Dowager's Hump

Dowager's Hump, also known as Postural Kyphosis or Hyperkyphosis, is an exaggerated curvature of the thoracic spine, which may result in back pain, neurologic impairment, and difficulty breathing.

Dowager's Hump is an exaggerated curvature of the thoracic spine, which causes a greater angle of curvature than what is normal in that part of the human spine. In the thoracic spine, a normal curvature is between 20 to 40 degrees, and it is concave anteriorly and convex posteriorly. In a person with this condition, the person has this curve in the normal direction, though the angle of curvature is greater than 40 degrees. Dowager's Hump is also known as roundback, Kelso's hunchback, Thoracic Kyphosis, or hyperkyphosis. This condition is usually caused by medical disorders such as osteopenia and osteoporosis which involve the loss of bone density. The loss of bone density in the weight bearing bones of the spine may make these bones vulnerable to compression fractures, in which the vertebral bodies collapse in on themselves. Other causes of Dowager's Hump are developmental problems such as Scheuermann's Disease, arthritis, and injury (i.e. accident or trauma).

Cause: The main cause of this condition are medical conditions that result in the loss of bone mineral density. Men and women both lose bone density as we get older, but menopausal women are the group of people most likely to suffer from bone density loss. In menopausal women, the production of the hormones estrogen and progesterone declines, resulting in changes in the rate in which bone tissues absorb and release bone minerals - such as calcium - to and from the bloodstream. Other factors that may lead to bone mineral density loss include smoking and diets that are low in Calcium and Vitamin D.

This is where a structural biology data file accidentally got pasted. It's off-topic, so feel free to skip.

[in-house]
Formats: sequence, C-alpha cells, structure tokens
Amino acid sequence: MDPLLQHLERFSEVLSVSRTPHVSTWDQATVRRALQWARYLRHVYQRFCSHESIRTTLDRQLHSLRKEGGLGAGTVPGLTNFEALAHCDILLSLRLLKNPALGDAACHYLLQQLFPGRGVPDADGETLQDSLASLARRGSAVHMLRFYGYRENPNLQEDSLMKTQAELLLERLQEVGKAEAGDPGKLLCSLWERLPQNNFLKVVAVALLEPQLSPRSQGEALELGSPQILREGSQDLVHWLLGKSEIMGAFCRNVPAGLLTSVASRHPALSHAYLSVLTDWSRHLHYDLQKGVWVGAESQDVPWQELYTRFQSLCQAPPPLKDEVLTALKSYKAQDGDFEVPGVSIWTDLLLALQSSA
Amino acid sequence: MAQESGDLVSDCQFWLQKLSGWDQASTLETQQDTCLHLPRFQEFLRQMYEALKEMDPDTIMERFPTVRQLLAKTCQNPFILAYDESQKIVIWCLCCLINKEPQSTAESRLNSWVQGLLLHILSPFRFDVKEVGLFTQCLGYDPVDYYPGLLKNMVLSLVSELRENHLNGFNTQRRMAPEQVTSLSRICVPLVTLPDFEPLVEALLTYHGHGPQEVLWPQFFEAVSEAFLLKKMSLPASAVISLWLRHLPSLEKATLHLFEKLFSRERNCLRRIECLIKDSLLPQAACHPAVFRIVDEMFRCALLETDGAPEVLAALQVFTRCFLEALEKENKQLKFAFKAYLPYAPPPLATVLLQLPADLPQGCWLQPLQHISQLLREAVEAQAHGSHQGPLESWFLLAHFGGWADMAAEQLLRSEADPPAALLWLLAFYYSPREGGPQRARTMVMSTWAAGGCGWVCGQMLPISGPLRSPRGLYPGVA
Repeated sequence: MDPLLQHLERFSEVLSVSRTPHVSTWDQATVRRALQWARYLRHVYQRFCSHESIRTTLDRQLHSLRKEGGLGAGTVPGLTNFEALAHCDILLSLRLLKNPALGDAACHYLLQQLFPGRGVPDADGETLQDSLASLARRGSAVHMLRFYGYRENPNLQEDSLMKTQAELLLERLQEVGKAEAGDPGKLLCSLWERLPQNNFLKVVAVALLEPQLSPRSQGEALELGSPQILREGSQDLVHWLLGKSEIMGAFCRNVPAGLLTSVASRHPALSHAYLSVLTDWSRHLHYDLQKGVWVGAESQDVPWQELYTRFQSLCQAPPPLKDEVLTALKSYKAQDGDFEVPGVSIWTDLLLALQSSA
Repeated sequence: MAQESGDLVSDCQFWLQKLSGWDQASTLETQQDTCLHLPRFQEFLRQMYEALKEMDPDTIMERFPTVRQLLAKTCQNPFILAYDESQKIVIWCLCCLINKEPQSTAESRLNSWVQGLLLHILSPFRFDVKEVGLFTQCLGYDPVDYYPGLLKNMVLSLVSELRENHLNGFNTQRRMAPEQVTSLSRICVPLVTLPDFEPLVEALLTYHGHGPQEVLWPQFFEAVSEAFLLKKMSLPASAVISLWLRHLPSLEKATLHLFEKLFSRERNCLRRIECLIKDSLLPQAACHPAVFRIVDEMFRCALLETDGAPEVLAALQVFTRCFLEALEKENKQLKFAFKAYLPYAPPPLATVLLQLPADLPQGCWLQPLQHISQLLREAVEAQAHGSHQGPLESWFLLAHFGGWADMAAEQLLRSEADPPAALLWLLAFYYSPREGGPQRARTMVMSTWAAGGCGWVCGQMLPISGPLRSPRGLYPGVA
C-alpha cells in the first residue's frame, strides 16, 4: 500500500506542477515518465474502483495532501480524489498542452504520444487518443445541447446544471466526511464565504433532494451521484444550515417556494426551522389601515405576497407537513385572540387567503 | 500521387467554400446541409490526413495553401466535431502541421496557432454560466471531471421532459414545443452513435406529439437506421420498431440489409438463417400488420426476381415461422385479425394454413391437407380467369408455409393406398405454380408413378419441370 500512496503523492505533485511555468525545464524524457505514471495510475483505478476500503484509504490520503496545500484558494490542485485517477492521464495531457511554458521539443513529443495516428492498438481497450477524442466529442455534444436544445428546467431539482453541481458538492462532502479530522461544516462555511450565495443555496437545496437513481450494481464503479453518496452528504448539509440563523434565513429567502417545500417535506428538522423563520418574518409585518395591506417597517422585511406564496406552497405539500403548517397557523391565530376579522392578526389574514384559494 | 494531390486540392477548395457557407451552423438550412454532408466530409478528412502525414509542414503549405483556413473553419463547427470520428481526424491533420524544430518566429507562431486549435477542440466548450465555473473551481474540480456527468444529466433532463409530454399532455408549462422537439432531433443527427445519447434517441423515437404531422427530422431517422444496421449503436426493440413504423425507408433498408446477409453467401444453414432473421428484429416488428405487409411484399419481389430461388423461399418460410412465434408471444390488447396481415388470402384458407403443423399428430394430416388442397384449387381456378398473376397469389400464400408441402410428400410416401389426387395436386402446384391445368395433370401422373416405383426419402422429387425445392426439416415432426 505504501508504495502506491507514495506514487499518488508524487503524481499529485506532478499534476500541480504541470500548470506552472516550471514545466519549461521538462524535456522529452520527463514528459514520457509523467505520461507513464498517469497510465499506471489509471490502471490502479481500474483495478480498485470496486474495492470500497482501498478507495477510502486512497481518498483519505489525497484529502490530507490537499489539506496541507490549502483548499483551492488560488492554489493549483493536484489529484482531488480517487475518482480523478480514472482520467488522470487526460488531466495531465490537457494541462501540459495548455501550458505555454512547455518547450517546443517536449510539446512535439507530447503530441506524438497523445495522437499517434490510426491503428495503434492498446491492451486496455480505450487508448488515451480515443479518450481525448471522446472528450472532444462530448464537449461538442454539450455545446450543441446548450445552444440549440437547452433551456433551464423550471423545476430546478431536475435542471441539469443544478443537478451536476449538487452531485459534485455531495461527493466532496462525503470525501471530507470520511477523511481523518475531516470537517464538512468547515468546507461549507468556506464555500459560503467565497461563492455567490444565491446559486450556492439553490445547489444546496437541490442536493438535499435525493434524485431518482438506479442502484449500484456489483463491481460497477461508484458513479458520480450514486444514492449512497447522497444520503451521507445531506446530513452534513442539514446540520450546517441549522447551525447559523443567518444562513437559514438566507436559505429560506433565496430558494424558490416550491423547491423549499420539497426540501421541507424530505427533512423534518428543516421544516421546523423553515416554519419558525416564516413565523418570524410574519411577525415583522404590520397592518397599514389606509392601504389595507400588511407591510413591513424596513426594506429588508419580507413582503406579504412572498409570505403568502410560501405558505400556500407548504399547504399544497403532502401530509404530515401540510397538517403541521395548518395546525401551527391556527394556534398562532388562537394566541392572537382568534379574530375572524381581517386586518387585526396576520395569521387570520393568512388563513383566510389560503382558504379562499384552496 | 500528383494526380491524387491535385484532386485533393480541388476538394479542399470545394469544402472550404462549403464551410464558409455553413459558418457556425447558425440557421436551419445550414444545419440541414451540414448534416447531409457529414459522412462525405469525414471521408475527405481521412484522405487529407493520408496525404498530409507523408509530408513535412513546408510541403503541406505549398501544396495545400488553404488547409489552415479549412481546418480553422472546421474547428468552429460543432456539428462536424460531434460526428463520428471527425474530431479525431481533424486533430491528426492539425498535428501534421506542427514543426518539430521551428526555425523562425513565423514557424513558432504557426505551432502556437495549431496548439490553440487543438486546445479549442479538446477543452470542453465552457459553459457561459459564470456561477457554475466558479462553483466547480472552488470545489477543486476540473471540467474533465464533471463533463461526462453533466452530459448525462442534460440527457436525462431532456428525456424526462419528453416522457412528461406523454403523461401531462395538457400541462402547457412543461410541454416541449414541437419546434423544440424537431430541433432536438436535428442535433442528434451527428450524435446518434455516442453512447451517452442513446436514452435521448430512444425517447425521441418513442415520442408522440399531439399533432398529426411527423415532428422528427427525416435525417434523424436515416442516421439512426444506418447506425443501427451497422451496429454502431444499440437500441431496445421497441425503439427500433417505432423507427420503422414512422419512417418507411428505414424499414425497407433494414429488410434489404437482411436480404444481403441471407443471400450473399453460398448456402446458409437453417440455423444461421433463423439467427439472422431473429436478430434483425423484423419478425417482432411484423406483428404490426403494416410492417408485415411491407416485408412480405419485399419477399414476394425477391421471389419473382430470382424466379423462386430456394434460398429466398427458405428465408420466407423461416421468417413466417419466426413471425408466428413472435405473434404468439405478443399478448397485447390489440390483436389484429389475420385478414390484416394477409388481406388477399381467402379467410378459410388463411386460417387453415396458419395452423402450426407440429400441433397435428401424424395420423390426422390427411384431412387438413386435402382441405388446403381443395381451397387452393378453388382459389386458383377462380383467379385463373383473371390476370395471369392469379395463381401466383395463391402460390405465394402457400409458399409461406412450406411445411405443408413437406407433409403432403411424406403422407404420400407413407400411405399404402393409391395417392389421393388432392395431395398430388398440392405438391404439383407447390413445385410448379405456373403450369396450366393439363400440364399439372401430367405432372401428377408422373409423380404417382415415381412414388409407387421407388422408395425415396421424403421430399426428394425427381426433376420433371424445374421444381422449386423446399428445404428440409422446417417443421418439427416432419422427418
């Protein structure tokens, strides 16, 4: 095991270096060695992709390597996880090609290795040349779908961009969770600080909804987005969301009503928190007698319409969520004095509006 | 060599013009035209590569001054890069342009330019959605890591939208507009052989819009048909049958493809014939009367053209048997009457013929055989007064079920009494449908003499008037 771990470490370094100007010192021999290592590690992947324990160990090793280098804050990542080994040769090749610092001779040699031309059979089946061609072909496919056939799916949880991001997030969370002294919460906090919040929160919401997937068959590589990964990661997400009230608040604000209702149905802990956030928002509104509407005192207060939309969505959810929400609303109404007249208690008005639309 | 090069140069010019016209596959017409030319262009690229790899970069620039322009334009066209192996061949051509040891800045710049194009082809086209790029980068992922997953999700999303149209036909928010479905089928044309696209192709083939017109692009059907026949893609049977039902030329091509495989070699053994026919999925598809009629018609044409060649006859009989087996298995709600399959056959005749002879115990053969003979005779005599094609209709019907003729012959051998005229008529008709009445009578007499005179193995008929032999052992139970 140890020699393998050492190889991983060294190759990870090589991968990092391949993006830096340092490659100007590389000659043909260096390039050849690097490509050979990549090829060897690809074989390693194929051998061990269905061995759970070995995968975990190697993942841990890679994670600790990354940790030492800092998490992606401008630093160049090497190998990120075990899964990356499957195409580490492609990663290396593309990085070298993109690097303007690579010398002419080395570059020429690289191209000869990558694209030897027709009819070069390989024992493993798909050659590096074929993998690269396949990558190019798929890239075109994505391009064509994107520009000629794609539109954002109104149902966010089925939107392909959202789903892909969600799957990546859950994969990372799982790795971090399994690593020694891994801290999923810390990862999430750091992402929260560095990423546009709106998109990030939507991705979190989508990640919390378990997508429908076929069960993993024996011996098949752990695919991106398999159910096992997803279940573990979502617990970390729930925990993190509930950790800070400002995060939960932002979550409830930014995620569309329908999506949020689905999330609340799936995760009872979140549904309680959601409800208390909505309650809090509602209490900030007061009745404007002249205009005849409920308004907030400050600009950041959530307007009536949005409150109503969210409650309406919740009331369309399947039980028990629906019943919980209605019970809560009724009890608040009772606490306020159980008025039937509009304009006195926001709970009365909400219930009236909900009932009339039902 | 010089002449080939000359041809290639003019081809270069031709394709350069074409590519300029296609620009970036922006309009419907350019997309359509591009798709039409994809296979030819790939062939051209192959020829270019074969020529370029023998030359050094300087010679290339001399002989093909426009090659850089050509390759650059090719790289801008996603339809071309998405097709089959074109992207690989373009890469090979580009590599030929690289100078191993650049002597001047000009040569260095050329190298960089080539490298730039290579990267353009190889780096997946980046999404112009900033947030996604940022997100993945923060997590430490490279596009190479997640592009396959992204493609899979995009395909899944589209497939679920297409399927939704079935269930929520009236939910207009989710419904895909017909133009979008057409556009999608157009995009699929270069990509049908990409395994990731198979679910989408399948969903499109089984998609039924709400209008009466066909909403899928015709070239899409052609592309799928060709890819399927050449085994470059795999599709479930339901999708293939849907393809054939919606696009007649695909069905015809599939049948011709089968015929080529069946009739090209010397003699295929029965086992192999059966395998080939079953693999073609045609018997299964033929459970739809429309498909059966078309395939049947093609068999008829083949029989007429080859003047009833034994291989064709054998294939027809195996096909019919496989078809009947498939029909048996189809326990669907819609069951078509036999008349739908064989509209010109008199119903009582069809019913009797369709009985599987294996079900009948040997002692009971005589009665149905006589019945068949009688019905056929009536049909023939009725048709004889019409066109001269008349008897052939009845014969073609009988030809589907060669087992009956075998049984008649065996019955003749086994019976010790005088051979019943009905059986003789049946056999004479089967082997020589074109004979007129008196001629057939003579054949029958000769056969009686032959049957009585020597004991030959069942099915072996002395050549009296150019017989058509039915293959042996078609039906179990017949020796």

As a result of this condition, the person has a pronounced hunched forward posture in the area between the shoulders and the middle back. This abnormal spinal curvature may result in not only the obvious physical deformity, but it may also affect breathing and lung capacity. The thoracic spine is actually the posterior portion of the thoracic cavity and serves as the attachment for the ribs.

The degree of physical limitation that this condition cases may vary from person to person, though more severe angles of curvature are more likely to be associated with pain and other medical problems. Most cases of this condition are mild and don't require serious medical intervention as long as the patient doesn't suffer from symptoms. High degrees of thoracic kyphosis may result in problems with respiration and total lung capacity, cardiovascular irregularities, back pain, and compromise of the nerves. High degrees of kyphosis may be irreversible through means such as diet counseling and physical therapy, and may require spinal fusion surgery to restore this region of the spine closer to a normal curvature.

Dowager's Hump is one form of kyphosis. Mild cases of this condition may result from a combination of poor muscular conditioning in this part of the body, as well as persistently poor posture. Hyperkyphosis that results from consistently bad posture when sitting and standing may also be known as Postural Kyphosis. Over time, forward slouching of in the upper body may result in a stretching of the spinal ligaments, and muscular deconditioning of the back and upper body muscles that are responsible for holding the spinal curves in a normal alignment. Dowager's Hump associated with slouching may be reversed by correcting muscular imbalances. Postural kyphosis is the most common form of kyphosis. In about 33% of all cases of kyphosis, compression fractures or vertebral fractures is the cause of deformity.

Compression fractures and vertebral fractures: When bone density loss in the spine does occur, the vertebral bodies - being the weight bearing portions of the bones - become the most likely to collapse. When these vertebral bodies do collapse, they don't usually collapse evenly across the whole bean-shaped body. Usually, the collapse occurs in the anterior (front) portion of the vertebral body, causing it to take on more of a wedge shape than a block shape. This may cause the spine on a whole to become bowed forwards.